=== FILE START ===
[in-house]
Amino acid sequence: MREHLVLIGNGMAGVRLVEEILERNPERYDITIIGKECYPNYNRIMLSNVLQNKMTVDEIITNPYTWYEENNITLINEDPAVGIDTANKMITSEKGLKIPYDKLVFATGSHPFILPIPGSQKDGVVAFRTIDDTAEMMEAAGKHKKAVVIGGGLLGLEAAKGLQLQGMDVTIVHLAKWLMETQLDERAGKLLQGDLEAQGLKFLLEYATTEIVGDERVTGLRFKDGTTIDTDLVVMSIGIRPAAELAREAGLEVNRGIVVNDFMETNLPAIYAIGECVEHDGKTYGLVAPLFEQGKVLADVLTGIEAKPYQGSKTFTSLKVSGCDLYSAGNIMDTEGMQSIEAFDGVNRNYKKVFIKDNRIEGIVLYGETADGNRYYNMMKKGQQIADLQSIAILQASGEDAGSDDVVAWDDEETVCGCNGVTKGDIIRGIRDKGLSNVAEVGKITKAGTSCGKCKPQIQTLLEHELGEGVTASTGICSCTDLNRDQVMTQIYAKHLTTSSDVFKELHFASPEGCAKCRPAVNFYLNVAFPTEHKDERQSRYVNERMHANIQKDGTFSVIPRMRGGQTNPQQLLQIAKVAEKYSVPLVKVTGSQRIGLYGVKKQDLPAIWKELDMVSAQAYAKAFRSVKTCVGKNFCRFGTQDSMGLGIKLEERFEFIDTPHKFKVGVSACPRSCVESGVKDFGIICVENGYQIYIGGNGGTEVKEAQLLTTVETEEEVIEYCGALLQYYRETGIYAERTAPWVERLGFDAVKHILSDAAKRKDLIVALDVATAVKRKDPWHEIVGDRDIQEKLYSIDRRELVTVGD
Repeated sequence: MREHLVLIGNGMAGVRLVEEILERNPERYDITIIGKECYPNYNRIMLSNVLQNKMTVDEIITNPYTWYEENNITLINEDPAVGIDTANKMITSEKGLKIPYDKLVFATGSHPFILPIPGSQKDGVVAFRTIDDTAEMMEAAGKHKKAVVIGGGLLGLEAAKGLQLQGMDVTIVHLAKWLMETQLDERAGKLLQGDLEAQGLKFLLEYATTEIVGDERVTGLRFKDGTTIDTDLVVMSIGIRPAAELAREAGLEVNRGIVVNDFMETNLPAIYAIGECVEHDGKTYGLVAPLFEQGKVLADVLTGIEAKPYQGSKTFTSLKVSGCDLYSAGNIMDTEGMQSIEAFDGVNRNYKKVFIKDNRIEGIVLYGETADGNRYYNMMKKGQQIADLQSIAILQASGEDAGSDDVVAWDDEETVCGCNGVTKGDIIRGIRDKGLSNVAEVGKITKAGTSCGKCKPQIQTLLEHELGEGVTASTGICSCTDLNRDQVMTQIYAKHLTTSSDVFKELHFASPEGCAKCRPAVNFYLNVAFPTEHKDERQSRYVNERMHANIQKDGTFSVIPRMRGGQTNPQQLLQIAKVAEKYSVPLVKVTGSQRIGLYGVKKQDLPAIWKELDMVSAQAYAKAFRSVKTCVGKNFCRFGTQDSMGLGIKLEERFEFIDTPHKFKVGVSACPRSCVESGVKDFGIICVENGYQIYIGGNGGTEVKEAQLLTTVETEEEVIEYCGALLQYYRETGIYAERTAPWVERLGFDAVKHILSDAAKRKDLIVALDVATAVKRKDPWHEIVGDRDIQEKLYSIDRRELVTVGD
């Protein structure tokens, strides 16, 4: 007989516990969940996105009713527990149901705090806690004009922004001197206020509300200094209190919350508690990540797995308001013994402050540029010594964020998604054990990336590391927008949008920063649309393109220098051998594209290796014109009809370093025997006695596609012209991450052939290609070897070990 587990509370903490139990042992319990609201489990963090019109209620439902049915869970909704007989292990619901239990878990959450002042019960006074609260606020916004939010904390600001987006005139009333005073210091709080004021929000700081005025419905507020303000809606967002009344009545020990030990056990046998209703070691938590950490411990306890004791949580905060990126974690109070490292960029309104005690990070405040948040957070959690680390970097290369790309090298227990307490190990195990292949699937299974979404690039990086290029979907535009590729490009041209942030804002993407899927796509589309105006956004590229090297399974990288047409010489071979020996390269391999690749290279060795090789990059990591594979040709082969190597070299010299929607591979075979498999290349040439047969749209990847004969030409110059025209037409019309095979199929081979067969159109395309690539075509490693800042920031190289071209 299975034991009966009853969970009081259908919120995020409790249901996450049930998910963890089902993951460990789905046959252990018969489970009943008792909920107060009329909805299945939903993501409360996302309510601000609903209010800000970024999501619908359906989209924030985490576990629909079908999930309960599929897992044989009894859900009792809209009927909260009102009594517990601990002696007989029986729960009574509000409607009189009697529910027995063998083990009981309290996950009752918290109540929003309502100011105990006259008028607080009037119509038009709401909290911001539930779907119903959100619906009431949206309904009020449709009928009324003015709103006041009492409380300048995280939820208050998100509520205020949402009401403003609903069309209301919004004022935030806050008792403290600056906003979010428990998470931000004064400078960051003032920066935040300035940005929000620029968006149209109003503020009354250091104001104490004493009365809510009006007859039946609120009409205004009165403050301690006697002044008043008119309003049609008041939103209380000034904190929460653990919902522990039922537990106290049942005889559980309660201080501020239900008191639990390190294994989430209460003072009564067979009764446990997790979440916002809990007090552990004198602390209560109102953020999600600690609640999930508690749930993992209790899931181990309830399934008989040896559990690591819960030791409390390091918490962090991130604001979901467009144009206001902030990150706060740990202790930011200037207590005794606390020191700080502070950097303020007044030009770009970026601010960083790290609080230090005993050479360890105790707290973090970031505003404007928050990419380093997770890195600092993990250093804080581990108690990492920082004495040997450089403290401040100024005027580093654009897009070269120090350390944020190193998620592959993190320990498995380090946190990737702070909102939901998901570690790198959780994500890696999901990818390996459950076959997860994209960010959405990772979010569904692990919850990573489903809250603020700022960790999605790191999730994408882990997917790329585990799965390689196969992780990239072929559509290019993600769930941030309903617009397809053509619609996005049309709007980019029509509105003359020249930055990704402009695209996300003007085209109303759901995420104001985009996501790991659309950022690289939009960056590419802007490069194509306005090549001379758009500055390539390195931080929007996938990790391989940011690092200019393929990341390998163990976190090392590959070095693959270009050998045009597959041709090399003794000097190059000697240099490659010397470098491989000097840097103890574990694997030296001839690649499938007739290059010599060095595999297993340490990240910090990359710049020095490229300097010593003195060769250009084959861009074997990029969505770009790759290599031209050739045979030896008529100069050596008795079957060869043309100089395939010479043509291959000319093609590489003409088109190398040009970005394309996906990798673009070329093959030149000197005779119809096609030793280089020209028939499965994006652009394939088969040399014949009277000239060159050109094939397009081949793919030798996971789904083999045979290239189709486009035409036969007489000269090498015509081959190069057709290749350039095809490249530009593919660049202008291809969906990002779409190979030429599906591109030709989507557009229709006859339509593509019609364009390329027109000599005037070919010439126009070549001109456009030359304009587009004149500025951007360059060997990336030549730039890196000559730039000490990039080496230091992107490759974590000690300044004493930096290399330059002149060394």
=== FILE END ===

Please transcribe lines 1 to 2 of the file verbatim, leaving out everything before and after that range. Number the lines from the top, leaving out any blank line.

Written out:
[in-house]
Amino acid sequence: MREHLVLIGNGMAGVRLVEEILERNPERYDITIIGKECYPNYNRIMLSNVLQNKMTVDEIITNPYTWYEENNITLINEDPAVGIDTANKMITSEKGLKIPYDKLVFATGSHPFILPIPGSQKDGVVAFRTIDDTAEMMEAAGKHKKAVVIGGGLLGLEAAKGLQLQGMDVTIVHLAKWLMETQLDERAGKLLQGDLEAQGLKFLLEYATTEIVGDERVTGLRFKDGTTIDTDLVVMSIGIRPAAELAREAGLEVNRGIVVNDFMETNLPAIYAIGECVEHDGKTYGLVAPLFEQGKVLADVLTGIEAKPYQGSKTFTSLKVSGCDLYSAGNIMDTEGMQSIEAFDGVNRNYKKVFIKDNRIEGIVLYGETADGNRYYNMMKKGQQIADLQSIAILQASGEDAGSDDVVAWDDEETVCGCNGVTKGDIIRGIRDKGLSNVAEVGKITKAGTSCGKCKPQIQTLLEHELGEGVTASTGICSCTDLNRDQVMTQIYAKHLTTSSDVFKELHFASPEGCAKCRPAVNFYLNVAFPTEHKDERQSRYVNERMHANIQKDGTFSVIPRMRGGQTNPQQLLQIAKVAEKYSVPLVKVTGSQRIGLYGVKKQDLPAIWKELDMVSAQAYAKAFRSVKTCVGKNFCRFGTQDSMGLGIKLEERFEFIDTPHKFKVGVSACPRSCVESGVKDFGIICVENGYQIYIGGNGGTEVKEAQLLTTVETEEEVIEYCGALLQYYRETGIYAERTAPWVERLGFDAVKHILSDAAKRKDLIVALDVATAVKRKDPWHEIVGDRDIQEKLYSIDRRELVTVGD